|wBW Review: REV'IT! Sand Pro vs. Striker Gloves|
|Manufacturer: REV'IT! (Netherlands)||List Price: $119.99 (Sand Pro). $79.99 (Striker)|
|Colors: Black, Black/White, Black/White/Red (Striker). Black, Silver/Black, Black/Orange, Silver/Red, Silver/Blue (Sand Pro).||Made In: China (Sand Pro). Indonesia (Striker)|
|Sizes: XS to 4XL (Striker). S - 4XL (Sand Pro).||Review Date: October 2013|
From "H.S." (October 2013): "Thanks for another thoughtful review. webBikeWorld never disappoints.
I chose the Sand Pro gloves about six months ago, based similarly on the criteria that you defined. My key selection points were ventilation (for the South Florida heat), safety, and flexibility.
I am very happy with the Sand Pro gloves for commuting and touring. The unique knuckle design/protection results in superb ventilation, and extreme flexibility, for an already seriously well designed glove. This compensates nicely for the change from the 'standard' knuckle protection of many other gloves. And they are very comfortable, as you note.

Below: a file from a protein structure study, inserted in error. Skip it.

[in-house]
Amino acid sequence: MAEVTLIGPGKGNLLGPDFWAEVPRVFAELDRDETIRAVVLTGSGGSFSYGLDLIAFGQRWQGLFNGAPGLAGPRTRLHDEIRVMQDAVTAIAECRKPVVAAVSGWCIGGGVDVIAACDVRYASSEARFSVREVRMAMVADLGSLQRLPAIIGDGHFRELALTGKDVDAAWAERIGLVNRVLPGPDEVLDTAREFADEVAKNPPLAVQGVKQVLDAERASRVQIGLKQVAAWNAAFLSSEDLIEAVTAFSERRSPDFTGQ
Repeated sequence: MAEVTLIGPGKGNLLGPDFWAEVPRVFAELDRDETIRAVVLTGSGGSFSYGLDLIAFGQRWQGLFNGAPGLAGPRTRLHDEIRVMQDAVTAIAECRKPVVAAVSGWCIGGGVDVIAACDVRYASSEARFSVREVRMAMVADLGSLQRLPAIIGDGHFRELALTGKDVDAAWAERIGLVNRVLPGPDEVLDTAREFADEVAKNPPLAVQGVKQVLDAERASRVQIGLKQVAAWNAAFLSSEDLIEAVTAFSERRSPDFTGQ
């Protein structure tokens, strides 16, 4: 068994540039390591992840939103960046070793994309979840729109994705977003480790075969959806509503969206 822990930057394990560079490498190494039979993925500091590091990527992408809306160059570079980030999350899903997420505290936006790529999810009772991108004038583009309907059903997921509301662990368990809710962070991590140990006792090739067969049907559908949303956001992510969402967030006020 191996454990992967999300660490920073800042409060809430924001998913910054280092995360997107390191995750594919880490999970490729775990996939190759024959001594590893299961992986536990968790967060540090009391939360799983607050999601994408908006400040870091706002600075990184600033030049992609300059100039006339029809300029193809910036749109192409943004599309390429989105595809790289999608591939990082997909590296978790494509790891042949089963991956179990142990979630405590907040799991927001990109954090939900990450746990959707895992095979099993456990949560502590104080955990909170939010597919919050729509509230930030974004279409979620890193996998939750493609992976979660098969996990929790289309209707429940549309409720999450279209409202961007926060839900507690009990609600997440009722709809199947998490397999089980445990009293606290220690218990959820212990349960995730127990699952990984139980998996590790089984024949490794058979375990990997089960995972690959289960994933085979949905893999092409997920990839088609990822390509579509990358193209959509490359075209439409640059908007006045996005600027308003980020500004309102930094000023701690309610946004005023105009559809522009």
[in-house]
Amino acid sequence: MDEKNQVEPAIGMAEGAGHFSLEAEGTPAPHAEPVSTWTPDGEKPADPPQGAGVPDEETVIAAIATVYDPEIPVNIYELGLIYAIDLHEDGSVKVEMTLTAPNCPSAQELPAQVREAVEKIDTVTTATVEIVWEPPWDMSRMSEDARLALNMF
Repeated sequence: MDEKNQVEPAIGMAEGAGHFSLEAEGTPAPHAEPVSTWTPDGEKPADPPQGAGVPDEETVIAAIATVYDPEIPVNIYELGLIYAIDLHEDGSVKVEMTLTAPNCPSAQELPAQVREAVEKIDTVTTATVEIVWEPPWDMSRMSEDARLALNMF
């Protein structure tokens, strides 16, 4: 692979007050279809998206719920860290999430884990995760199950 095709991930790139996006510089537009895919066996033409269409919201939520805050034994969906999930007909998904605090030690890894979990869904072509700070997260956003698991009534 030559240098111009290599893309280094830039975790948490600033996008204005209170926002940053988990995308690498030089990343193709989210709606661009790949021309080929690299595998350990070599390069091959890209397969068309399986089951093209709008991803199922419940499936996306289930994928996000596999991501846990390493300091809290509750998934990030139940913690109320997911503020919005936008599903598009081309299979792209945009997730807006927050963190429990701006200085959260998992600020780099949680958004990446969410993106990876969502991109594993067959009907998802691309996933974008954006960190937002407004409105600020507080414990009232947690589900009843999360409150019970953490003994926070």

Since I always ride ATGATT, and select gear with safety paramount, it seemed a very minor compromise. And worth the higher price. Will update you when I low-side.
Iím not enamored with the touch-sensitive fingertips that are being touted on some gloves, although I appreciate their 'convenience'. If you have to fiddle with your GPS or handlebar-mounted camera at speed, or when stopped in traffic, youíre guilty of 'texting while driving'. To me, really unsafe, and a very limited advantage. And at least one vendor offers a material that is Ďpaintedí on to any glove fingertip that is claimed to achieve this result. But then, Iím not 18 and invulnerable, anymore.
The Sand Pro gloves are true to size ( 9/L for me). Also, I researched 'hair sheep' before purchase, given all marketeers' penchant for exaggeration. World English Dictionary -- hair sheep -- noun, any variety of sheep growing hair instead of wool, yielding hides with a finer and tougher grain than those of wool sheep. Hair sheep is the new goat. ;-) "
From "K.R." (October 2013): "Just wanted to make a quick comment on these 'off road' gloves. I just wonder how many off road riders would be interested in gloves like these, relatively few I would think.
It'd be interesting to see them compared to something like the Klim Dakar, which is an excellent glove for straight up off road riding but looks to be a much lighter build than either of these and is half as expensive as the Sand Pro.
The REV'IT! gloves look like they'd maybe be better suited to dual sport riding but, even there, I would probably switch to lighter off road gloves for actual trail use (at least on the east coast where most trail riding is sub 20 mph)."